by Kathie Smith
Unless you are a snowboarding aficionado, the name Kevin Pearce is likely an unfamiliar one. But on the 2008 professional circuit leading up to the 2010 Winter Olympics in Vancouver, Pearce was winning competitions by edging out his former buddy Shawn White on nearly every slope. Staged to be the star of Vancouver, Pearce packed his bags and hit the snow with his friends for a little fun and a little training. And on a fateful New Years Eve in Park City, Utah, practicing a trick on the half-pipe—a so-called cab double cork, considered an essential move for the 2010 Olympic competition—Pearce, at the age of 22, miscalculated, clipped the edge of the hard-packed snow on the half-pipe, hit his head and suffered a devastating traumatic brain injury.
Film Society of Minneapolis St Paul - St Anthony Main
Director: Lucy Walker
Producers: Geralyn White Dreyfous, Sheila Nevins, Julian Cautherley, Lucy Walker, Sabrina Doyle, Martha Eidsness Mitchell
Writers: Pedro Kos, Lucy Walker
Cinematographer: Nick Higgins
Editor: Pedro Kos
Cast: Kevin Pearce, Simon Pearce, Pia Pearce, David Pearce, Andrew Pearce, Adam Pearce, Shaun White, Luke Mitrani, Jack Mitrani, Scotty Lago, Danny Davis, Jack Burton,
Premiere: January 18, 2013 – Sundance Film Festival
US Theatrical Release: December 13, 2013
US Distributor: Independent
Although the title of Lucy Walker’s The Crash Reel certainly suggests the accident, it does not prepare you for the frightening effects the injury has on Pearce and the frustrating struggle of a debilitated adrenaline junkie. Crash Reel opens with the kind of gonzo that you might expect from a documentary about snowboarding: a quick introduction to Pearce and his robust family before going fisheye on the antics that have made snowboarding such a popular sport. This all happens at such a frenetic pace that when Pearce falls very early in this story, you’re not sure what has happened to whom. But given the skill of Lucy Walker, whose credits include Waste Land (2010) and Devil’s Playground, this cursory overview is probably by design, setting up a striking contrast to the intimacy and patience of the remaining hour and a half.
The trauma to Pearce’s brain causes a litany of abstruse and nightmarish problems, initially inhibiting his verbal and motor skills and further down the line effecting his sight and memory. His rehabilitation is slow and painful, but that’s only half the battle once he recovers his compulsive desire to return to the sport of snowboarding. As exasperating as it is to watch Pearce coherently insist on trying (and his beleaguered family’s response), apparently the impulse to get back on the horse, or whatever the case may be, befits a status quo with sport related brain injuries—multiple traumatic brain injuries, or TBIs, are just one of the risks taken on as a matter of course in professional sports like skiing, football, motocross, and snowboarding.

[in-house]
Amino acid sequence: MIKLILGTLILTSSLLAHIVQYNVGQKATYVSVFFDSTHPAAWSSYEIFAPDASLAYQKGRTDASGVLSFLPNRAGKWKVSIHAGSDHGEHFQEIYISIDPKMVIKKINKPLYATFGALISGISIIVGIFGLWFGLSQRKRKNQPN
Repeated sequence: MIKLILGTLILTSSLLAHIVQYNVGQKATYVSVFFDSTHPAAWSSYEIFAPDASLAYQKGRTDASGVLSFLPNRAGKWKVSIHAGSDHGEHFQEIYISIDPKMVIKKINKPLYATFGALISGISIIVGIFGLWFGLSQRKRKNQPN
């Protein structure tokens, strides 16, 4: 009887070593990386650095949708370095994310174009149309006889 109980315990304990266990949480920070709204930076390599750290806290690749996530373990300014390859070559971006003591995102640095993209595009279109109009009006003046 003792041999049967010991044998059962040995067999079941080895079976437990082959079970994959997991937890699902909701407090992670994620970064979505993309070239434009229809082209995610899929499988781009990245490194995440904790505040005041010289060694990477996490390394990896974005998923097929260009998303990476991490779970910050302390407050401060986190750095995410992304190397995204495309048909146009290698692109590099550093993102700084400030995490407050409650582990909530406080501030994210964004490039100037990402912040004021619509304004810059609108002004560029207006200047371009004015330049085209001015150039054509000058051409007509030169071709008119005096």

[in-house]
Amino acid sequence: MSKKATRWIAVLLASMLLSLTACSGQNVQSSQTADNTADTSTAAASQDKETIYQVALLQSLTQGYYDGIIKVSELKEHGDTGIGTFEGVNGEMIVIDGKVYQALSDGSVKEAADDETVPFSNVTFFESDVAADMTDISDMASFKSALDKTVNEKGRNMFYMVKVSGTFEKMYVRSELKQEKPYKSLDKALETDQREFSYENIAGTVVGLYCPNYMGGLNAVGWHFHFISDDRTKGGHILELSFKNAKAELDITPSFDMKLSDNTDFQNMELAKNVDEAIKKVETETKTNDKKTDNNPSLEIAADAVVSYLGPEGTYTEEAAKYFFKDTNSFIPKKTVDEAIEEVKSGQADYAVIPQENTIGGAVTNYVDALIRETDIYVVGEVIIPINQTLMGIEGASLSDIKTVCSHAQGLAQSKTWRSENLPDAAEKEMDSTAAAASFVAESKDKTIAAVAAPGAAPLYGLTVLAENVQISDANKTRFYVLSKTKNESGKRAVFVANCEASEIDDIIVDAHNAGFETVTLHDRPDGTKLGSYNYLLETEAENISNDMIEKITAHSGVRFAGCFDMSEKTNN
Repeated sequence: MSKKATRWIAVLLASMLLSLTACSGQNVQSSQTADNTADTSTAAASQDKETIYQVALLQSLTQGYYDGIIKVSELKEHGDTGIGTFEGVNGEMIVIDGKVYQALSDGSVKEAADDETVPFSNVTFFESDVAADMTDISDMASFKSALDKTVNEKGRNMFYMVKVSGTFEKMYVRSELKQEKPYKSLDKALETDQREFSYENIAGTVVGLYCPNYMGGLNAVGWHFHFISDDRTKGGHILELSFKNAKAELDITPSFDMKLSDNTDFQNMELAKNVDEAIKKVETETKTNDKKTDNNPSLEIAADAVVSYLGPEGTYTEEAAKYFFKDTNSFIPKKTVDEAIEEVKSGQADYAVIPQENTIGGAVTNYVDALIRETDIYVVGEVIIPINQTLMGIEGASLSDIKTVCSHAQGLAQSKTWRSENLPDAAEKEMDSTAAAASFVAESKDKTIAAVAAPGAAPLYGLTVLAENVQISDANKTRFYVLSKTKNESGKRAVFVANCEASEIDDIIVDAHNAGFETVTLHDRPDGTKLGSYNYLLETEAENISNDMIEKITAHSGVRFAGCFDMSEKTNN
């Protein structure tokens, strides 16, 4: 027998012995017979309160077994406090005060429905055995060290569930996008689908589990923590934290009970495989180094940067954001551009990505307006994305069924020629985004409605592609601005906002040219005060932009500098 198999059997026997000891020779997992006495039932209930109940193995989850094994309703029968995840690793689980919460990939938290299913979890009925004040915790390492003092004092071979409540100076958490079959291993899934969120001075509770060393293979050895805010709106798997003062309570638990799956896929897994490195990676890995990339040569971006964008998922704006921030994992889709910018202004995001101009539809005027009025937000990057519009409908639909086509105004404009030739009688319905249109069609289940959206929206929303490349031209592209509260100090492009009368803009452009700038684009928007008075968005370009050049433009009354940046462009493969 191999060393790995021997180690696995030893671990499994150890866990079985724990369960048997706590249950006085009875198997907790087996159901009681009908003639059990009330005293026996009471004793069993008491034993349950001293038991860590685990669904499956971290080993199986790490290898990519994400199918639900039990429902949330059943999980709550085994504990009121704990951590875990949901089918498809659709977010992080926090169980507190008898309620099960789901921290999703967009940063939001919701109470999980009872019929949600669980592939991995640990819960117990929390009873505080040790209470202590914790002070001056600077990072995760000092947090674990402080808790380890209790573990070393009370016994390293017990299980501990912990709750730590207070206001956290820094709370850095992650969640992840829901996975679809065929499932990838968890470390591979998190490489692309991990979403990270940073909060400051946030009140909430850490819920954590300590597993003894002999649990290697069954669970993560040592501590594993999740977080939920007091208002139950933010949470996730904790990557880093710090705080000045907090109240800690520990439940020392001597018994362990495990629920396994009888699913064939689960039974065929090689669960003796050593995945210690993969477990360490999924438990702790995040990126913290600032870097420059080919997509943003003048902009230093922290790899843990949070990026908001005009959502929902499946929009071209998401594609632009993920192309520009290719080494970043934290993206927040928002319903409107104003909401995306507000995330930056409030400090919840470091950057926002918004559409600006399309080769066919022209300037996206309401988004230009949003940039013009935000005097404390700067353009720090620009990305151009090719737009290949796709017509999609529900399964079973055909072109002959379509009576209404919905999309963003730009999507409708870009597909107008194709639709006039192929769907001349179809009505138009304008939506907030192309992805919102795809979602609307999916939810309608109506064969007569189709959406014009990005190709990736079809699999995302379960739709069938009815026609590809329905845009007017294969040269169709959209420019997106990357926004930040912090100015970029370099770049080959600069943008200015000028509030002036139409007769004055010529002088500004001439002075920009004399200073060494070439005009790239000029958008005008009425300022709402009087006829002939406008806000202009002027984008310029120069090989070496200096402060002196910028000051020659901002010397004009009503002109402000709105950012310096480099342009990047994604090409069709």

Walker balances talking head interviews with chronicling Pearce’s very rough road to something close to normalcy by being right by his side, never soft-pedaling Pearce’s public and personal trials and occasionally exploiting the intimate privilege granted to his everyday life. Pearce was part of a tight-knit snowboarding group called “frends,” (friends without the “i”), but one of these so-called frends openly admits that he’s embarrassed of some of Pearce’s post-injury behavior. This sort of bluntness also carries over into what is depicted of Pearce’s personal life, openly displaying his fears, angers, and belligerence, sometimes to an uncomfortable degree. The film’s inclination to toss around messages—safety, helmets, etc.—eventually subsides to the heartfelt integrity of this young man’s story told without judgment.
On the eve of the Sochi Olympics (where Pearce will be partaking in the opening ceremonies), The Crash Reel is a cautionary tale, not necessarily on the danger of respective sports, but on our role as spectators demanding faster, higher, and better from our athletes. Kevin Pearce began nurturing his ability and desire to meet those challenges at a very young age with his competitive passion propelling his natural skills. Although this sort of drive was the probable source for his near-impossible recovery, The Crash Reel unblinkingly shows that it is also the source of his inability to move on and channel energy elsewhere. The film dangles an oft-used excuse for living life dangerously, adopted here by a snowboarder as an explanation: “The brave do not live forever, but the cautious don’t live at all.” Walker’s documentary is split between people who subscribe to this bravado and those who do not, yet instead of insisting that we take sides, she helps us understand them both.